So, I didn’t read all that much in the month of February…
I only made it through 4 books—1 middle grade novel, 2 adult non-fictions, and 1 adult thriller. I’m not sure what happened, other than that I was occupied by Academy Award Nominated movies, Valentine’s Day, my anniversary, and being really sick. Oh well, at least I enjoyed everything I read, unlike the crap I reviewed in January.
The Imaginary by A.F. Harold
This is a charming middle grade tale about a boy named Rudger who was imagined by a little girl named Amanda. After Amanda hurt and forgets Rudger, the imagined boy meets other imagined creatures who want to help him find a new real friend. Rudger, however, is determined to get Amanda back.
I’ll probably forget about The Imaginary in a few years, but I did enjoy reading it. The pictures are mostly in black and white, but the splashes of color give the book some extra personality. It’s wittiness and whimiscal-realism reminded me of Roald Dahl. And although I wouldn’t say Mr. Harold is even close to Dahl’s level, he can definitely imitate him in a way that should appeal to 21st century kiddos.
I didn’t love Are You My Mother?, which is about Bechdel’s relationship with her overbearing mother. But I’d heard much better things about Fun Home, the story of Bechdel’s coming out shortly before her closeted-homosexual father commits suicide. After its Broadway Musical adaptation won so many awards at the Tonys, I knew I had to check it out. It didn’t disappoint. I’ve loved so many graphic novel memoirs (Maus and Persepolis to name a couple); I consider the genre to be one of my favorites. Fun Home certainly ranks in my top 5 favorite graphic novel memoirs now. Alison Bechdel is so goddamn intelligent it makes me feel unworthy. I’d definitely recommend reading Fun Home before Are You My Mother?, as the later is definitely a companion piece. Fun Home sets the stage for what you need to care about Alison and her family in Are You My Mother?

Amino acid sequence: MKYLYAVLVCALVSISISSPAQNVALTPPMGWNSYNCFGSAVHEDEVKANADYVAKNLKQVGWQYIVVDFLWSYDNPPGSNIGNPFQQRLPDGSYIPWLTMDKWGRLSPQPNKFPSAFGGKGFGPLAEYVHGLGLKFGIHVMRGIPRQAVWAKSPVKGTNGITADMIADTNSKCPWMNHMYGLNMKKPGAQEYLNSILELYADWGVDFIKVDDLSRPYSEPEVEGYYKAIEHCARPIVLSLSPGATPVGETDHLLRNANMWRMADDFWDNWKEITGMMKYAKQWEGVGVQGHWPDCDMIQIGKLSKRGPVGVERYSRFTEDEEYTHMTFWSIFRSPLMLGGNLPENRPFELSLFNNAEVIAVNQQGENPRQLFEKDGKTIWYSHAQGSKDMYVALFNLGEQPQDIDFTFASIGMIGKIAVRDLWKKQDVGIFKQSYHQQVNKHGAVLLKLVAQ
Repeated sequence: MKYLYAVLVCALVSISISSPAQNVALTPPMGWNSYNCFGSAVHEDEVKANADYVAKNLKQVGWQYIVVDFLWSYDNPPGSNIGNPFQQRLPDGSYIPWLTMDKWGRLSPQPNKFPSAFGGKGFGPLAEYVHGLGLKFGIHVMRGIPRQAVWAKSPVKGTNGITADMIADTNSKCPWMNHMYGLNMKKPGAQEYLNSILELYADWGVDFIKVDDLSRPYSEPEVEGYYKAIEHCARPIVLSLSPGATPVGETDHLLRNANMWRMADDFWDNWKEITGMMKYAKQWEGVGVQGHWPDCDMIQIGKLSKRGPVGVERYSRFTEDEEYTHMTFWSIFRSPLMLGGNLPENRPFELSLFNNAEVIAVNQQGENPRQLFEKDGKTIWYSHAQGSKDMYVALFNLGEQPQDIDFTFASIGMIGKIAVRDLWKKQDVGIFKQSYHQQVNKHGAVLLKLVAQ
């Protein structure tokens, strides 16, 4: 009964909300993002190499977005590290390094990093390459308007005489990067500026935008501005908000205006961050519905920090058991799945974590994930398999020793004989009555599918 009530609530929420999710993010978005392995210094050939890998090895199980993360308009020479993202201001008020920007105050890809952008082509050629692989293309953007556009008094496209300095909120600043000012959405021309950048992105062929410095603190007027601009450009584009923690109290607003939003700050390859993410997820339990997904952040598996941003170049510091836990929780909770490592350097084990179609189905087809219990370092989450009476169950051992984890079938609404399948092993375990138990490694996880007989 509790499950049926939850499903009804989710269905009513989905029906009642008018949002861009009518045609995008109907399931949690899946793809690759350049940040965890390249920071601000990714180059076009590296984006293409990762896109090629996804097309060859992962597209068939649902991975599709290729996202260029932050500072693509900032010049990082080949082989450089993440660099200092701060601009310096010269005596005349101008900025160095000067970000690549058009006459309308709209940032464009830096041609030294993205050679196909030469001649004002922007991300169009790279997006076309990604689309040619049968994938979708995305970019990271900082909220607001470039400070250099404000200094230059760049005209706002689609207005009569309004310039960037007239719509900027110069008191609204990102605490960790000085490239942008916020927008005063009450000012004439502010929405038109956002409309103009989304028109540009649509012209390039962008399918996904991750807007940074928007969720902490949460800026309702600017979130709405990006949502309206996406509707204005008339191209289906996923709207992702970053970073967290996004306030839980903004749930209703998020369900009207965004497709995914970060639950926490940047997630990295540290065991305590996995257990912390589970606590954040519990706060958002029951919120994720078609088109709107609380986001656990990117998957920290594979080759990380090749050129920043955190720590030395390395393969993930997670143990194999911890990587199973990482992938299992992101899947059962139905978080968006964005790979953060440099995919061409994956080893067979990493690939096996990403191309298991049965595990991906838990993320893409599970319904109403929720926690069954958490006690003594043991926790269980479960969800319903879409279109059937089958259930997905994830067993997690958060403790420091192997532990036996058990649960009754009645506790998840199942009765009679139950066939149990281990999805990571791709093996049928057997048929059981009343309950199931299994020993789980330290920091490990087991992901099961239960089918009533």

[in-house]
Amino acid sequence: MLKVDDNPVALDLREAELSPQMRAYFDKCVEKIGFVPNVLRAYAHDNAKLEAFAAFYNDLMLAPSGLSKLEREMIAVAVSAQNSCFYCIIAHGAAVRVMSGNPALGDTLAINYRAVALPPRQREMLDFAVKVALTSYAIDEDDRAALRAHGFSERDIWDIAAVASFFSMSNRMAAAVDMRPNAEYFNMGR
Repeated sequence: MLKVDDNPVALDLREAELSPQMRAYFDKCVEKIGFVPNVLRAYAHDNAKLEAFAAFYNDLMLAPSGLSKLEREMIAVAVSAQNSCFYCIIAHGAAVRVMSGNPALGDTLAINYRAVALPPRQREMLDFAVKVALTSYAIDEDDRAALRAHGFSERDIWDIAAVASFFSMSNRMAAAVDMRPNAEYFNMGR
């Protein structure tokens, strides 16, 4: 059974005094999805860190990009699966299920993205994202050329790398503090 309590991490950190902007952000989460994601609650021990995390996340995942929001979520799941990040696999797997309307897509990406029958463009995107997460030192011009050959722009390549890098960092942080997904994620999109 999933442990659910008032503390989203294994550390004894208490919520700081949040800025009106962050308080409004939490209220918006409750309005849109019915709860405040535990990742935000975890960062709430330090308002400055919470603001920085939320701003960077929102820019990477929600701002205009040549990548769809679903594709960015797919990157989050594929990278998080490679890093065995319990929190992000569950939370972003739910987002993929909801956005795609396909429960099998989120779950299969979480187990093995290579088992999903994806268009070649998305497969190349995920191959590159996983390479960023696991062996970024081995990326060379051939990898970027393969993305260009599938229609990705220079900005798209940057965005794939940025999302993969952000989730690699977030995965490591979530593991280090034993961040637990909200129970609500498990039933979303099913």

The Girl Next Door by Jack Ketchum
I started working on a long review for this book right after I finished reading it. It’s not done yet because there’s sooo much to say. The Girl Next Door is a thriller based on the real life murder of Sylvia Lichens. If you’ve never heard of Sylvia Lichens, before you look up the case I’ll warn you that accounts of her death are some of the most horrifying things you’ll ever read. A lot of people have described this book as like a darker version of The Body (aka Stand By Me). The main character is a 12-year-old boy in late 1950s suburbia who witnesses the abuse of his female friend, by both an adult he trusts and his peers. The boy struggles with how and if he should save his friend without ruining his reputation. Reading this book is a lot like reading something that takes place during the Holocaust. You’re miserable the entire time, but you come away thinking about the psychology behind what makes humans commit horrifying acts of violence. That long review will be posted soon.
Check out my review for this one here. This is a modern-classic self-helpish book written by the psychiatrist who coined the term “Highly Sensitive Person,” which refers to someone who has more intense emotions than average. I’ve known that I’m highly sensitive my entire life, but it wasn’t until I discovered Dr. Aron’s website in my late teens that it occurred to me that being sensitive isn’t solely a negative trait. I had some issues with this book (as explained in my review), but overall I really liked it.